As QSAs, we do not always do a good job of explaining why the PCI DSS is so important. After all, small merchants’ PCI compliance is often viewed with some skepticism and is often maligned as a way for the PCI Security Council to make money. After all, what does this have to do with me selling (insert product here). The correct answer is NOTHING! You don’t have to accept credit cards as payment for your goods or services. There, I said it! However, not accepting credit cards could have a negative impact on your bottom line, and, contrary to popular belief, it is the card brands (VISA, Master Card, American Express, Diners Club, Discover, and JBL) that set the rules, standards, and enforcement of compliance. The PCI Security Council only manages the programs, so there is uniformity between the card brands (which was not always the case). The Guide to Safe Payments not only does a terrific job explaining core concepts, risk, terminology, and protection strategies, it also serves as a valuable resource for other useful PCI documents and tools. And, guess what? It is free as well from the PCI Security Council and can be accessed by clicking here.
Questions to Ask Your Vendors
This reminds me of the old game show, Truth or Consequences. Was the guest telling the truth? And, if not, what were the consequences? When working with any vendor who sells your PCI product (POS systems, credit card terminals, etc.) or services (managed services, payment processing, gateways, storage solutions, etc.), remember: What they tell you or how they word their marketing materials may not be quite accurate (not the same as lying—it is sales and marketing). There are many services you can outsource to a third-party, but remember: You can’t outsource your ultimate responsibility to protect your customer’s credit card data. To properly assist you in engaging and managing service providers and vendors, the PCI Security Council has created another (you guessed it) free resource. Questions to Ask Your Vendors provides a set of specific questions to ask vendors to make sure they are protecting your customer’s credit card data. You should only work with vendors and service providers who understand and accept their responsibility to protect cardholder data as described in the PCI DSS.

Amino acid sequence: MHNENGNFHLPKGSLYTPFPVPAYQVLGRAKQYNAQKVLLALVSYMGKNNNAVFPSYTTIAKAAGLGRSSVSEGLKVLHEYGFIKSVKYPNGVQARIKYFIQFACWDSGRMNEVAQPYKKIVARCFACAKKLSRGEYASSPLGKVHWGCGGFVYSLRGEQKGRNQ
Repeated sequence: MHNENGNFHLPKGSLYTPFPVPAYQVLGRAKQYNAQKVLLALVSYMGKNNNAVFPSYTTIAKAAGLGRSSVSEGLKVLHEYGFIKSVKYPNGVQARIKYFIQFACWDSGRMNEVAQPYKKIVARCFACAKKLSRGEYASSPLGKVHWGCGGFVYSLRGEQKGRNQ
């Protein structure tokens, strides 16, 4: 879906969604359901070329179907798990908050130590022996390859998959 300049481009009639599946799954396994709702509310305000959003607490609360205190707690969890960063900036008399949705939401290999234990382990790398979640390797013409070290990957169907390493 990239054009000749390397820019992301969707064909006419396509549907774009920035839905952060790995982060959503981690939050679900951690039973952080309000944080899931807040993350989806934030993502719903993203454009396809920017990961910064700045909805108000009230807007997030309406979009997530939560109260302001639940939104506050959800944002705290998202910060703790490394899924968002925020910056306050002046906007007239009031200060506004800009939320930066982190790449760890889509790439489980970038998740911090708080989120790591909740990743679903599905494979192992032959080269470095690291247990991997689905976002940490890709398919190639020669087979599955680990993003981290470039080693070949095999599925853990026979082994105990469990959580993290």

I commend the PCI Security Council and thank the Payment Card Industry (PCI) Small Merchant Taskforce for developing these wonderful resources and tools. Not only does it help the small merchants who are new to the PCI DSS and those who have completed PCI assessments in the past, but it also helps the communications between the merchants and their QSAs. No longer will the QSA be speaking a foreign language. Now, the small merchants and QSAs will be speaking a common language to support and secure your clients’ credit card information and help reduce the risk of a credit card breach.
LBMC Information Security is one of the longest-tenured and largest PCI assessors in the United States, and our team stays on top of the requirements within the industry. If your organization is considering a PCI assessment, contact us to learn how we can help.